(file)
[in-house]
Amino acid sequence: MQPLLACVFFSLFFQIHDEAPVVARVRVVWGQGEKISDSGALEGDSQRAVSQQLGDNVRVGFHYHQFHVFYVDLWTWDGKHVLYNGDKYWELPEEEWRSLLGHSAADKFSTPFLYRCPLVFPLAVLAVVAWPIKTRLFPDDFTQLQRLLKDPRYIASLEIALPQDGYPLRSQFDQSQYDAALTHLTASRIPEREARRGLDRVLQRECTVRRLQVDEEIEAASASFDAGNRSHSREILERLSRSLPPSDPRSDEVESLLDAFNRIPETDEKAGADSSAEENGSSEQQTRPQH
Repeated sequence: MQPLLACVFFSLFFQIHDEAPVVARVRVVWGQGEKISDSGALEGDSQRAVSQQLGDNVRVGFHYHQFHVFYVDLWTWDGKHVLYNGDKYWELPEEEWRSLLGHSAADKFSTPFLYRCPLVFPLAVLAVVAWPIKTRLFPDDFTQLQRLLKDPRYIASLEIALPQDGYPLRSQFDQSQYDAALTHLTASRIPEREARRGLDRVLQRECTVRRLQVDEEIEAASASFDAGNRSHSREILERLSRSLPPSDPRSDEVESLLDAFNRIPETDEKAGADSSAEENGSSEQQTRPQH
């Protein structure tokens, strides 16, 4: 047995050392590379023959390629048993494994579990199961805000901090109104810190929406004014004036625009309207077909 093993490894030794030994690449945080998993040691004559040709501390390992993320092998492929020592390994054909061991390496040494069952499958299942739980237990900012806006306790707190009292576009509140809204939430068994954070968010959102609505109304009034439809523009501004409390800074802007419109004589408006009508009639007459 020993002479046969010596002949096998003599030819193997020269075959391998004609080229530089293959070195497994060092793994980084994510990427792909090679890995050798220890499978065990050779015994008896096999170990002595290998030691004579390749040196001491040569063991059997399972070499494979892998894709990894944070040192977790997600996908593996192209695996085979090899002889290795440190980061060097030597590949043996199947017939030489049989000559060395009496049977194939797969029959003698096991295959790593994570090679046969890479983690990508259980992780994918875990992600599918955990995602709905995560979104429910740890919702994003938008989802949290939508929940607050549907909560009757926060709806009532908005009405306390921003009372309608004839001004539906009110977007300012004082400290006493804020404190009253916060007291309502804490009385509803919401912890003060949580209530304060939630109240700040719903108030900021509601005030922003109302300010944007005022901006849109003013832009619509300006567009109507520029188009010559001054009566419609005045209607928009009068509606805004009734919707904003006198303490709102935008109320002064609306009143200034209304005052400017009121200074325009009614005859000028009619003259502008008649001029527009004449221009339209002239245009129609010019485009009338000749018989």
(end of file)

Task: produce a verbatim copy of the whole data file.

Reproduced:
[in-house]
Amino acid sequence: MQPLLACVFFSLFFQIHDEAPVVARVRVVWGQGEKISDSGALEGDSQRAVSQQLGDNVRVGFHYHQFHVFYVDLWTWDGKHVLYNGDKYWELPEEEWRSLLGHSAADKFSTPFLYRCPLVFPLAVLAVVAWPIKTRLFPDDFTQLQRLLKDPRYIASLEIALPQDGYPLRSQFDQSQYDAALTHLTASRIPEREARRGLDRVLQRECTVRRLQVDEEIEAASASFDAGNRSHSREILERLSRSLPPSDPRSDEVESLLDAFNRIPETDEKAGADSSAEENGSSEQQTRPQH
Repeated sequence: MQPLLACVFFSLFFQIHDEAPVVARVRVVWGQGEKISDSGALEGDSQRAVSQQLGDNVRVGFHYHQFHVFYVDLWTWDGKHVLYNGDKYWELPEEEWRSLLGHSAADKFSTPFLYRCPLVFPLAVLAVVAWPIKTRLFPDDFTQLQRLLKDPRYIASLEIALPQDGYPLRSQFDQSQYDAALTHLTASRIPEREARRGLDRVLQRECTVRRLQVDEEIEAASASFDAGNRSHSREILERLSRSLPPSDPRSDEVESLLDAFNRIPETDEKAGADSSAEENGSSEQQTRPQH
């Protein structure tokens, strides 16, 4: 047995050392590379023959390629048993494994579990199961805000901090109104810190929406004014004036625009309207077909 093993490894030794030994690449945080998993040691004559040709501390390992993320092998492929020592390994054909061991390496040494069952499958299942739980237990900012806006306790707190009292576009509140809204939430068994954070968010959102609505109304009034439809523009501004409390800074802007419109004589408006009508009639007459 020993002479046969010596002949096998003599030819193997020269075959391998004609080229530089293959070195497994060092793994980084994510990427792909090679890995050798220890499978065990050779015994008896096999170990002595290998030691004579390749040196001491040569063991059997399972070499494979892998894709990894944070040192977790997600996908593996192209695996085979090899002889290795440190980061060097030597590949043996199947017939030489049989000559060395009496049977194939797969029959003698096991295959790593994570090679046969890479983690990508259980992780994918875990992600599918955990995602709905995560979104429910740890919702994003938008989802949290939508929940607050549907909560009757926060709806009532908005009405306390921003009372309608004839001004539906009110977007300012004082400290006493804020404190009253916060007291309502804490009385509803919401912890003060949580209530304060939630109240700040719903108030900021509601005030922003109302300010944007005022901006849109003013832009619509300006567009109507520029188009010559001054009566419609005045209607928009009068509606805004009734919707904003006198303490709102935008109320002064609306009143200034209304005052400017009121200074325009009614005859000028009619003259502008008649001029527009004449221009339209002239245009129609010019485009009338000749018989």